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Display of African wildlife at the Museum. Photo supplied

Brussels: Colonial museum dismisses guide accused of racism

An employee, who was fired the Royal Museum for Central Africa near Brussels, was accused by a student of having made racist remarks defending colonization during a school visit.

Published: December 25, 2019, 11:26 am

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    It did not take long for the Royal Museum for Central Africa (RMCA) in Belgium, to make the decision to part with one of its guides, accused by a student of having held “racist thoughts”. As French daily Le Figaro reported on Tuesday, December 24, an investigation had been opened within the museum concerning an employee, who had been guilty of a series of remarks giving an idyllic vision of Belgian colonialism in Central Africa.

    “He is no longer a guide in our museum. We dissociated ourselves from his statements, ” said Guido Gryseels, the director of the museum, in remarks reported by Le Figaro. It was during a visit with Masters of History students from the University of Antwerp that the guide shocked his audience.

    After complaining that he had to fight for this job because of his white skin, he criticized the renovation of the museum, saying that “blacks wanted to get rid of everything”, according to student Hanane Llouh, the student, who said said he was “angry and offended”. He also questioned the widespread practice among Belgian settlers to cut the hands of Congolese villagers who were insufficiently productive in the rubber harvest.

    The director of the museum, for his part, said that the guide, with whom he had spoken, had confirmed a “lack of judgment” on his part in his comments, but denied having made racist remarks. Guido Gryseels ensures that the museum will “re-evaluate” its control when selecting the guides employed.

    The guide, meanwhile, had been working there for about six months and had accompanied some 70 visits. But the museum management seemed eager to avoid a controversy.

    Possibly for good reason, since the incident comes a year after the reopening of the museum, once famous for its celebration of Belgian colonialism in central Africa at the end of the 19th century and the beginning of the 20th.

    The museum, colloquially known as the Africa Museum, is an ethnography and natural history museum situated in Tervuren, just outside the capital. It was built to showcase King Leopold II’s Congo Free State in the 1897 World Exhibition.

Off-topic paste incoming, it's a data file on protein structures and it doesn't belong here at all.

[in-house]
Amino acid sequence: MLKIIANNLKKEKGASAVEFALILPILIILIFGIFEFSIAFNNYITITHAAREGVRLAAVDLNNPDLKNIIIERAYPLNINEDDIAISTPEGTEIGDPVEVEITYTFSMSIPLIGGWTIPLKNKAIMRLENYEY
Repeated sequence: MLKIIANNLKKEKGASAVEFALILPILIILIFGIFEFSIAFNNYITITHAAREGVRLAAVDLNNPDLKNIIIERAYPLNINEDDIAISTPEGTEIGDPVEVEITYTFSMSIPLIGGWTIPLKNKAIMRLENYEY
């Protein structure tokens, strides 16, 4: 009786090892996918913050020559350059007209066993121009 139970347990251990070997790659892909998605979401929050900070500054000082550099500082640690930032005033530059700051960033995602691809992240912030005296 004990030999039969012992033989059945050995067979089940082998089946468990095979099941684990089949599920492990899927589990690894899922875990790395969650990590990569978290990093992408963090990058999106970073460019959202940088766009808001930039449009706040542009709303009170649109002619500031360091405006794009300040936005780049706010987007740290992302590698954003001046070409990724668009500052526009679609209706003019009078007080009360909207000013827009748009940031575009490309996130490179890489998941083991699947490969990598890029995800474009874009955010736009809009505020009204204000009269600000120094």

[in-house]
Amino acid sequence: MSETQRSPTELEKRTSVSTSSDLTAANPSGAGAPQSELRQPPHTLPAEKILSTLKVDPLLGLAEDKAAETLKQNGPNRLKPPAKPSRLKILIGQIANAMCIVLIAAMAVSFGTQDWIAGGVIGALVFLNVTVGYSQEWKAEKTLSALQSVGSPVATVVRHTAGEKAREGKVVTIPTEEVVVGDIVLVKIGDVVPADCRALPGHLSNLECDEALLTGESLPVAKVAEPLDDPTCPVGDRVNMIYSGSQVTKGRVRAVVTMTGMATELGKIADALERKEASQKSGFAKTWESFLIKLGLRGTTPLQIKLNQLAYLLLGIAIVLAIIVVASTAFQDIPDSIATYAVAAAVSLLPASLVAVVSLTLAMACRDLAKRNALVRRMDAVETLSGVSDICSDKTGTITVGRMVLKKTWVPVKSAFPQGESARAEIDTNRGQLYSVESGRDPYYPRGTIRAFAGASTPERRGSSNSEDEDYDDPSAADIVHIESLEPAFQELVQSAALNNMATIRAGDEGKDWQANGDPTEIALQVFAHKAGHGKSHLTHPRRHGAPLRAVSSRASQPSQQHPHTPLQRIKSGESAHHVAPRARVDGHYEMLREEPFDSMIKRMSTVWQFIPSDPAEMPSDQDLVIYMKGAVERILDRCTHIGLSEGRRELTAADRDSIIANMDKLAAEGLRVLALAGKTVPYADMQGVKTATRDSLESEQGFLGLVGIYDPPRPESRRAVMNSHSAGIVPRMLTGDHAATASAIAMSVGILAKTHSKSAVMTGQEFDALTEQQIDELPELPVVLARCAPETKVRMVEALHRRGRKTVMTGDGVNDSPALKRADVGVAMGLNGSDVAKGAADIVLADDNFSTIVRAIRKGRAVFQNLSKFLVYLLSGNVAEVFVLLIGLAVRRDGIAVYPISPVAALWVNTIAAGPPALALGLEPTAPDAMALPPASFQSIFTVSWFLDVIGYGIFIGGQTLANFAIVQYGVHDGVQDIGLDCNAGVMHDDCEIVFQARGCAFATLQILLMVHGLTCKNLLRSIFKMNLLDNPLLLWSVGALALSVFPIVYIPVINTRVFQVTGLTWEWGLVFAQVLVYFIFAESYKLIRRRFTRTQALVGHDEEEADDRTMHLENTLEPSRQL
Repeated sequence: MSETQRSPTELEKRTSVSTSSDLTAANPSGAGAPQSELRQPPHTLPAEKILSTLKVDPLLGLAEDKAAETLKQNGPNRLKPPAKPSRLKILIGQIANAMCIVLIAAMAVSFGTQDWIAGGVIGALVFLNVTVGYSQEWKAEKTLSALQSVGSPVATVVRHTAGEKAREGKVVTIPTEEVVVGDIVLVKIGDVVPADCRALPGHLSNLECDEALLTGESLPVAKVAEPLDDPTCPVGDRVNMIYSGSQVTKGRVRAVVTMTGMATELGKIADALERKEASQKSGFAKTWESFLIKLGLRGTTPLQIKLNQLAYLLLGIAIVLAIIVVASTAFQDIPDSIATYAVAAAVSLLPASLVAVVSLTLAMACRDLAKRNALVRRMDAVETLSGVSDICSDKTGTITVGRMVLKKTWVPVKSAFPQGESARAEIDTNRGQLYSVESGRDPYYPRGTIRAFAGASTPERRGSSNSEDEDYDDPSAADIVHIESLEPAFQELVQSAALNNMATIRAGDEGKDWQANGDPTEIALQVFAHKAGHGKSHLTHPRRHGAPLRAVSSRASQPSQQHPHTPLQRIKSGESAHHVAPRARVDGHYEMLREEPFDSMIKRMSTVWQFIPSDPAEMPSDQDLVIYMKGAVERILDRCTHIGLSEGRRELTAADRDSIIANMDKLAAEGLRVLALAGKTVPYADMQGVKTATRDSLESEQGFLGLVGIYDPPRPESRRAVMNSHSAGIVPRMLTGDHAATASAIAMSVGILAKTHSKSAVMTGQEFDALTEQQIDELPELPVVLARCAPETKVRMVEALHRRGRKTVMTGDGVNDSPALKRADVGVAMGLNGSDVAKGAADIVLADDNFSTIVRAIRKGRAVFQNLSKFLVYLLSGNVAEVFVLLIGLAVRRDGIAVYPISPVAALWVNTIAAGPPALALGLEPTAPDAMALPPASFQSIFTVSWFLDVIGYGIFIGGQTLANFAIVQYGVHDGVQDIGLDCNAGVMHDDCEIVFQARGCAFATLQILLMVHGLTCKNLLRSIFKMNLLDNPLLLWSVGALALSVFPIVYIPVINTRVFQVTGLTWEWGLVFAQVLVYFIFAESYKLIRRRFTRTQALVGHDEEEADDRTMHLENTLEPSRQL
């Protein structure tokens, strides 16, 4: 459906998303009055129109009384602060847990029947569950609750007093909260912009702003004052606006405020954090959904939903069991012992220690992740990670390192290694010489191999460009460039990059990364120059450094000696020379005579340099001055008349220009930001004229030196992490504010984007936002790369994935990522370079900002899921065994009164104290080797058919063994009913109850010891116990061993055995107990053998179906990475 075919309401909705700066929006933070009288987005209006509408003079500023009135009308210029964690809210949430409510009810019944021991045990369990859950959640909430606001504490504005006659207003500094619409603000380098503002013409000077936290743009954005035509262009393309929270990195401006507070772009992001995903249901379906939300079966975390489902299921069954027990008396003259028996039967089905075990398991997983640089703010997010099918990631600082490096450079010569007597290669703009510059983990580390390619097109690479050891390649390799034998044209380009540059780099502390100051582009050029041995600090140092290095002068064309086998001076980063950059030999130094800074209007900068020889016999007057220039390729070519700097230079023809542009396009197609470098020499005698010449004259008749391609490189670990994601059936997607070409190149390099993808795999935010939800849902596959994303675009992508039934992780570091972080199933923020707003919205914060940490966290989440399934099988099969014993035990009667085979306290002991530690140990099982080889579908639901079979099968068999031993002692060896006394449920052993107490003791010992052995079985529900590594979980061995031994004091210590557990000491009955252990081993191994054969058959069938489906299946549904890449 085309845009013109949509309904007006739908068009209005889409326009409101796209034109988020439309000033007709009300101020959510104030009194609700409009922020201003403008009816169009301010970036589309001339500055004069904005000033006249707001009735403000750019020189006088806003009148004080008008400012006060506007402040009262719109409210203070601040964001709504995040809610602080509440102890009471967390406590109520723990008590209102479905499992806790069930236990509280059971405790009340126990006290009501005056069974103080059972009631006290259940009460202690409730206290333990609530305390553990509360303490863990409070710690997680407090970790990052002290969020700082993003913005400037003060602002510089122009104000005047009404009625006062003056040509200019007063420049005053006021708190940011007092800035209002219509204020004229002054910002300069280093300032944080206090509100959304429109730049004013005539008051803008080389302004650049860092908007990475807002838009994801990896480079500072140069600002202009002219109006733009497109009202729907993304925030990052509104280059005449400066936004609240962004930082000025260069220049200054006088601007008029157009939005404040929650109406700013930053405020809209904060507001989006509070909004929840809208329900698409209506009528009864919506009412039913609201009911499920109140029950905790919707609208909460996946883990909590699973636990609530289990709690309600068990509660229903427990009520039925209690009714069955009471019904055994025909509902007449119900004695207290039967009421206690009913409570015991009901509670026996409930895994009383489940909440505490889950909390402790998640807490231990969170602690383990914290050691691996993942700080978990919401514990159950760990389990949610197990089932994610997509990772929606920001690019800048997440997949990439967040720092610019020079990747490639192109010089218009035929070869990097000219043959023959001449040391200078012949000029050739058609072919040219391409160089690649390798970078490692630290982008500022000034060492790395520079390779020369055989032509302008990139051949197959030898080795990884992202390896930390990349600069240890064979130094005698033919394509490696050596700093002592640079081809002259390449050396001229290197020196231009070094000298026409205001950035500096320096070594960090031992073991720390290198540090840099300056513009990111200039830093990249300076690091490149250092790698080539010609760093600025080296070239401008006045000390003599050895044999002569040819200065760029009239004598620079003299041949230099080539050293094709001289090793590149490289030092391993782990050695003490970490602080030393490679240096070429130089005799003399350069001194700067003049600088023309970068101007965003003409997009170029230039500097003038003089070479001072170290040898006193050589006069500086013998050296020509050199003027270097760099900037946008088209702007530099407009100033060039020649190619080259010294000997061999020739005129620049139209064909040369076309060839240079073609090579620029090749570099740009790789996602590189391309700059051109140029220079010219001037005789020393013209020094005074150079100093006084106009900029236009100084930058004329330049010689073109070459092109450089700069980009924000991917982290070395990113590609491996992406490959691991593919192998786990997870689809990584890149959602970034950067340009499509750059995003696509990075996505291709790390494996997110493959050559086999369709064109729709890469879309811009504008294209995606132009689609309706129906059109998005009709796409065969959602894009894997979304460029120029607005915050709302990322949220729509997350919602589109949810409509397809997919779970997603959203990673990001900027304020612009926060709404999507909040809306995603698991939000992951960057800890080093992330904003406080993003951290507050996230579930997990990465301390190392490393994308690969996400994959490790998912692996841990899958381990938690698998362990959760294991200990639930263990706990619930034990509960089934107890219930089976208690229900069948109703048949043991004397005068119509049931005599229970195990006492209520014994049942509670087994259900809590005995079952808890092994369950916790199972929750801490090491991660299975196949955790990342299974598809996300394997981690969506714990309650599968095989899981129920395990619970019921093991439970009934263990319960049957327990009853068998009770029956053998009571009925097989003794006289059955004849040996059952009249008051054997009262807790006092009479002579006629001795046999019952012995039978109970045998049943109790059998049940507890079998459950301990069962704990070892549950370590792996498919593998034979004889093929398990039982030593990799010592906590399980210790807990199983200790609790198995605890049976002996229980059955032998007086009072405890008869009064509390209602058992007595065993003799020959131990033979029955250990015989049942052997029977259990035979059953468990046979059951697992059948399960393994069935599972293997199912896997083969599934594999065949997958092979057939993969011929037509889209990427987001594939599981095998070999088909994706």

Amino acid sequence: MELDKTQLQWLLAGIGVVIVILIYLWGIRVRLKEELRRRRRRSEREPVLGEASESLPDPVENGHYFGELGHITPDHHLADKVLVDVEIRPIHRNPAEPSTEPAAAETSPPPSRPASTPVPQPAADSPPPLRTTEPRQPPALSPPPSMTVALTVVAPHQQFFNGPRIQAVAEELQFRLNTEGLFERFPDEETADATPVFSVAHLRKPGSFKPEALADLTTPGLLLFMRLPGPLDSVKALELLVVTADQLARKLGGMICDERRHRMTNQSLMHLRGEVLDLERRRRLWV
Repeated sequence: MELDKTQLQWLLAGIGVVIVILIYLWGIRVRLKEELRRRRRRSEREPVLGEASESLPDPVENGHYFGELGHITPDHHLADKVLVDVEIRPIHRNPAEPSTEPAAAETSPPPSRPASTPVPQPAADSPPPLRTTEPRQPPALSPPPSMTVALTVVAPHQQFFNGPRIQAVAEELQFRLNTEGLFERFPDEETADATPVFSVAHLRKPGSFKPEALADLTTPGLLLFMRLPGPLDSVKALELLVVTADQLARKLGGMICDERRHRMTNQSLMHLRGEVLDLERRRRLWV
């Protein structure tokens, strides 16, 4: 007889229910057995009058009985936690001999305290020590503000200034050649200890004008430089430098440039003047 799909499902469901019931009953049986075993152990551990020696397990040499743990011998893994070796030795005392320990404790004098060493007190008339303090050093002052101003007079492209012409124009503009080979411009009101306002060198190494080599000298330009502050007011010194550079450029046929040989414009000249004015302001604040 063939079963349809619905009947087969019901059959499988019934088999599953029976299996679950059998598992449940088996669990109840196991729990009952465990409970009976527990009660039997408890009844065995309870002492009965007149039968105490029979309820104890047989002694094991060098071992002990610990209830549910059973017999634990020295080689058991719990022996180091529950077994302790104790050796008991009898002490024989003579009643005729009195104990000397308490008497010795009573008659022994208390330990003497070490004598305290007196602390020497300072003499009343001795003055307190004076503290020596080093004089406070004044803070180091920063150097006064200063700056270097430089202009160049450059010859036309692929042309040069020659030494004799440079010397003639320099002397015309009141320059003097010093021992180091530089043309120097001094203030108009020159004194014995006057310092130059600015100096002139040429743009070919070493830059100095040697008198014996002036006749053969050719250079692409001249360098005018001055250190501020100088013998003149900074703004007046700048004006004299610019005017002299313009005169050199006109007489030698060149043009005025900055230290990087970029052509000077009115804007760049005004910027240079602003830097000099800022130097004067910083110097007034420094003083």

In France, the issue of colonialism has been highlighted too, after President Macron denounced French colonialism during his visit to Africa. But the president of the LR group in the Senate, Bruno Retailleau criticized the penitential vision of the history of France put forward by the Head of State.

    In 2017 already, Emmanuel Macron, then presidential candidate declared on an Algerian channel that colonization constituted a “crime against humanity”.

    In 2019, Emmanuel Macron repeated his claim. Colonialism was “a fault of the Republic” he declared in Abidjan alongside the Ivorian president Alassane Ouattara.

    According to Retailleau, Macron’s vision of the history of France is in reality a notion linked to his progressivism. For the latter, the present is morally superior to the past, and the task of good men consists in extracting evil from European history which, “for the progressives, was only a succession of crimes”.

    Retailleau noted: “Our collective destiny can only be fulfilled in a reconciled vision of our history. By blackening the past of France, Emmanuel Macron obscures the future of the French.”

    He added that “in cultivating hatred of oneself, one only harvests hatred of others, especially since we know that this type of irresponsible discourse finds an echo in Africa, in particular in Mali where some seek to pass the fight of France against jihadism as the translation of a new French ‘colonialism'”.

    In France, the colonial question remains to this day an extremely taboo subject. So much so, that at school, many teachers must deploy treasures of precautions so as not to offend the “sensitivity” of African or Arab students.

    “The process of criminalization of our history risks drawing us into an endless trial in which the list of cities to appear will inevitably continue to grow. Should the Jules Ferry schools be renamed in view of what he said in favor of colonization?” Retailleau said.

    “The great challenge of the coming years will be that of French unity. Emmanuel Macron has just demonstrated once again that he is not the one who will deliver on that.”

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